In July 2014, a strange craze swept the nation.  Celebrities, politicians, and everyday people took on the ALS Ice Bucket Challenge (IBC). Whether they were in professional suits, swimsuits, or shorts, challengers poured a bucket of ice or icecold water over their heads. If they weren’t that brave, they instead made a donation to the ALS Association.

The summer campaign brought new attention to a crippling and fatal neurological disease. ALS is also known as Lou Gehrig’s disease. The ALS Association raised $115 million that summer, and now researchers all over the country are reaping the benefits including Ball State’s Phil and Melissa Smaldino.

After arriving two years ago, the Smaldinos received a $50,000 starter grant from the ALS Association. “I did not have background in neuro degenerative disease or neuroscience,” said Phil Smaldino. “Two years ago, ALS wasn’t even on our radar, but the data led us there, so it made a lot of sense to pursue it.”

While the ALS Association, with the National Institutes of Health (NIH) and the Center for Disease Control (CDC), jointly fund $128 million of research, $18 million of that amount is from the

Dr. Phil Smaldino works with graduate researcher Antoni Chambers in the lab.

IBC. That’s according to ALS Indiana Chapter President Tina Kaetzel. Kaetzel said IBC dollars allowed the association to fund investigators like the Smaldinos who hadn’t previously researched ALS. “Neuro collaboration is one of the major research strategic initiatives that were made possible due to the ALS Ice Bucket Challenge.

That’s a key strategy that the national organization has taken.” The Smaldinos study one human protein that’s able to “untie knots” that form in our DNA. The “knots” are called G-quadruplexes. “When the knots are formed, the gene is turned off. When the knots are unwound by this  protein, the gene can be turned on. We specifically study it in a disease state where the process is disrupted.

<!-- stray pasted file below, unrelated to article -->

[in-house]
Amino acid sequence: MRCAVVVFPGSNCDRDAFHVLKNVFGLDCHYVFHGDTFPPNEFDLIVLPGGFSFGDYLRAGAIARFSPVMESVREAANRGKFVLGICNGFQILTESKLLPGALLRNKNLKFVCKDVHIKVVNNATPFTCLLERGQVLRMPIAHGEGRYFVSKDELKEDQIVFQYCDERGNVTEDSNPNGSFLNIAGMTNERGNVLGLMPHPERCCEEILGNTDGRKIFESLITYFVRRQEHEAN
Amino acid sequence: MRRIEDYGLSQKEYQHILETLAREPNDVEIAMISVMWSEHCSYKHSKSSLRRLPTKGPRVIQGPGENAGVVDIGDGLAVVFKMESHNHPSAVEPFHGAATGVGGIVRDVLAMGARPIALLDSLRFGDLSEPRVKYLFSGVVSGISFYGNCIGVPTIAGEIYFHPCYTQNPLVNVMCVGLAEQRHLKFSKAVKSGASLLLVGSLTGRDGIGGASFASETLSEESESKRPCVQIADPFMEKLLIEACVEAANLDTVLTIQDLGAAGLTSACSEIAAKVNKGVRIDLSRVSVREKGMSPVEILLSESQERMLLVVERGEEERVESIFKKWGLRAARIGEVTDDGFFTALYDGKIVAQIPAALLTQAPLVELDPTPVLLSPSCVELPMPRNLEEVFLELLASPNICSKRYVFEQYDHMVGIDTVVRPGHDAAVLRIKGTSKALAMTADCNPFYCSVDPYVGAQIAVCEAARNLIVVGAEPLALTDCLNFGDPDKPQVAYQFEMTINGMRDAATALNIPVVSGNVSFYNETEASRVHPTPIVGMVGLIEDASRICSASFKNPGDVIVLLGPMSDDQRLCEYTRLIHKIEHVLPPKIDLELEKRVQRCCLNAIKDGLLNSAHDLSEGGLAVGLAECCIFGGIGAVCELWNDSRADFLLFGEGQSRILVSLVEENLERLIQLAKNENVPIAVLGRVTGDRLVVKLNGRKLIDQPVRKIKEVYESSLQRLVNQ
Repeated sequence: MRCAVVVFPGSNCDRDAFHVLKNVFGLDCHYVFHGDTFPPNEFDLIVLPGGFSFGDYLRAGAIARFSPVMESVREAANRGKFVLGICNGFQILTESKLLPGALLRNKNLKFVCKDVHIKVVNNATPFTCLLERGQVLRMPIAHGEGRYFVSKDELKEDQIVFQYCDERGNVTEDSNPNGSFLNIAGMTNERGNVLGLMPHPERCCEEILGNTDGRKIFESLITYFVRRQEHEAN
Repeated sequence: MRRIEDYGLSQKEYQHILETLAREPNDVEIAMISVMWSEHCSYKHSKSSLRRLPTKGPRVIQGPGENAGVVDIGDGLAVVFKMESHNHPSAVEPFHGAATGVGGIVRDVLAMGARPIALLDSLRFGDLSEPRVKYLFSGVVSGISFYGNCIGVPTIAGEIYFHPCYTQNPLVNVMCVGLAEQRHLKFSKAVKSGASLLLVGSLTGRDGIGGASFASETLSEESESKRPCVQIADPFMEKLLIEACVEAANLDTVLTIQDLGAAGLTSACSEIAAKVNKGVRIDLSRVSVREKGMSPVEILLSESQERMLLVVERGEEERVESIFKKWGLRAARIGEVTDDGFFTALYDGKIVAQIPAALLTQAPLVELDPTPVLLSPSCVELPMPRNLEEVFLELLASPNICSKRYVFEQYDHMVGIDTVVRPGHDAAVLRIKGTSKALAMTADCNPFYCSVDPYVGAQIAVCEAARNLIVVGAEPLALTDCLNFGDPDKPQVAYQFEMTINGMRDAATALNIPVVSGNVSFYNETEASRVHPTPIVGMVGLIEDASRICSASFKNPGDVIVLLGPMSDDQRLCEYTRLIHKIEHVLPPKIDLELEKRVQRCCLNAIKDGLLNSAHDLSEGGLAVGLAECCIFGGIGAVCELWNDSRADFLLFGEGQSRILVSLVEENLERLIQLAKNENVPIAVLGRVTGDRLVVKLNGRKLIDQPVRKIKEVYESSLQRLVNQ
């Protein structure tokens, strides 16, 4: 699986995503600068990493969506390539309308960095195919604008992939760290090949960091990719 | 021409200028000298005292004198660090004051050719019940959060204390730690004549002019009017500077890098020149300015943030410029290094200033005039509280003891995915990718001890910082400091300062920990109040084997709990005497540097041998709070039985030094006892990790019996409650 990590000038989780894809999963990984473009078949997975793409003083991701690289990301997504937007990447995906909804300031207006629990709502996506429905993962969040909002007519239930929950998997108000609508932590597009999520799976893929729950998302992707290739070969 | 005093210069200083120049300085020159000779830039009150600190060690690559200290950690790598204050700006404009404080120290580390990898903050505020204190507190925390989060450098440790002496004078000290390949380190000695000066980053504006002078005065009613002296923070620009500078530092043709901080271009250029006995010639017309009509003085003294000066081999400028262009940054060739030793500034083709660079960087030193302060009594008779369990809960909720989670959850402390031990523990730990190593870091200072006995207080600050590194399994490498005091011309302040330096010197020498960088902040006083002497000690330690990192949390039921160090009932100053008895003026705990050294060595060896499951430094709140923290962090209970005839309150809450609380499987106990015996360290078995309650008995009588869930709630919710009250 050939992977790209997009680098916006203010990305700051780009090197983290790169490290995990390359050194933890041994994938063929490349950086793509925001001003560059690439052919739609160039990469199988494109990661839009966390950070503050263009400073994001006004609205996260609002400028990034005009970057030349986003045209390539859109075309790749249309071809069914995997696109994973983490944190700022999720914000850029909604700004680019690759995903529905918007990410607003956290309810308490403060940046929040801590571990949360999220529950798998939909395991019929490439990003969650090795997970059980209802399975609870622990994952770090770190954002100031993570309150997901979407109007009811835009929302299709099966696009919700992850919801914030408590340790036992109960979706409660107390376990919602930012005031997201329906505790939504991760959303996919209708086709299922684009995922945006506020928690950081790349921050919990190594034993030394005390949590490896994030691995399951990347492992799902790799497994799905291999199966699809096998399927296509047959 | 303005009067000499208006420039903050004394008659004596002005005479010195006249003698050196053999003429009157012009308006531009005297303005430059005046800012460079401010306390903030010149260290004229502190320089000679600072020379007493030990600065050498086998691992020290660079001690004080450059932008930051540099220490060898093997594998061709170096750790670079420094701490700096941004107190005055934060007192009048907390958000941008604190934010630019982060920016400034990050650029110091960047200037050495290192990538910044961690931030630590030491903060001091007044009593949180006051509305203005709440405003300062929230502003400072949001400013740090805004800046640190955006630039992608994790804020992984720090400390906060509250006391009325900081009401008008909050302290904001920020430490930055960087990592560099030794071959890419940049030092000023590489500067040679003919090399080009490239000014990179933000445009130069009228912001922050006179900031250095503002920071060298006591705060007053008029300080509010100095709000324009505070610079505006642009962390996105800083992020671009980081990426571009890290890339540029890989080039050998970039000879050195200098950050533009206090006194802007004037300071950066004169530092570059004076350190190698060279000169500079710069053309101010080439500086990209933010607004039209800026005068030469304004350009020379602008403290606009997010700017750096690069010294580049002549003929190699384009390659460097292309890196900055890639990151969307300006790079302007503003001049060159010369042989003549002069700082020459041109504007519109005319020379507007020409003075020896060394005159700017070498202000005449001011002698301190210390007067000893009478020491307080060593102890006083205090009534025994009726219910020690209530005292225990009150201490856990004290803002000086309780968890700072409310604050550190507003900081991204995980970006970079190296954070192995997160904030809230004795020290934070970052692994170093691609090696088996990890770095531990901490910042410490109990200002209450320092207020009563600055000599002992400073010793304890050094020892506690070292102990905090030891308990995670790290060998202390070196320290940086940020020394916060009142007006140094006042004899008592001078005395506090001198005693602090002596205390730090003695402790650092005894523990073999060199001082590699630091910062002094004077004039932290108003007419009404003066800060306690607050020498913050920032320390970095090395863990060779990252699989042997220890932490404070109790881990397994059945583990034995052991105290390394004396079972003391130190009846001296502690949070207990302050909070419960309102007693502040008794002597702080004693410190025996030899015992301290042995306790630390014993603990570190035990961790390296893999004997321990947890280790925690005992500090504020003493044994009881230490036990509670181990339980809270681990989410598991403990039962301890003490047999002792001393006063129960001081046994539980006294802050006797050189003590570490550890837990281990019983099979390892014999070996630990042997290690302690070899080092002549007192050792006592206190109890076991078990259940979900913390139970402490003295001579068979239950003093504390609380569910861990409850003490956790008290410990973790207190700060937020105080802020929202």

So, we study the role of this protein which is able to untie the G-quadruplexes and how that may either help or make the disease worse,” said Phil Smaldino. Dr. Phil Smaldino’s background is cancer biology and Dr. Melissa Smaldino’s background is neuroscience. She previously researched epilepsy. As co-principal investigators, the two troubleshoot projects. As a part time researcher, Melissa manages the lab, works on grant-funded projects and analyzes data.

“I think we complement each other,” said Melissa Smaldino. “He has strengths that are my weaknesses and I have strengths that are his weaknesses. I stay at home with our children too, so it was our intention that we would work together on this project rather than applying for a position and having my own research lab.”

Because of their earlier research, Phil Smaldino said, it made sense to apply for an ALS starter grant, “It was a good fit for us because I had been studying this protein, and I was focused on studying G-quadruplexes and Melissa had the neuroscience background. There was a semirecent discovery that certain ALS cases were caused by an excess of G-quadruplexes. It was kind of a perfect grant for us. So we received that in 2017.”


I did not have background in neuro degenerative disease or neuroscience. Two years ago ALS wasn’t even on our radar but the data led us there, so it made a lot of sense to pursue it.” —Dr. Phil Smaldino


The grant helped employ seven students in the lab this past summer, whom Phil Smaldino called essential to the lab work. As a former Ball State master’s student, Melissa Smaldino understands that students need to be introduced to different types of research. “A lot of students will go into industry or get their PhD, so they need internships or opportunities in the department to get exposure to research. It is an invaluable experience for the students because without experience, it’s hard to get into PhD programs or industry positions now. It’s very competitive. This really sets students up well for future opportunities.”

Antoni Chambers, a native of Valparaiso, Indiana, is one of those students. He graduated in May with his master’s in biology. “I’ve learned a lot of technical skills with different protocols, also a lot of soft skills like critical thinking. I’ve also gotten a lot of professional development skills as well. I’ve been in quite a few leadership positions here. The master’s program has been especially valuable to me.”

“We’re very proud of them and all of their hard work, and as Phil said, without the students, the lab wouldn’t exist,” said Melissa Smaldino.

The Smaldinos’ starter grant is for one year with the option to apply for multiyear grants. They hope to publish and present the results with their students.

This article was written by Linda White.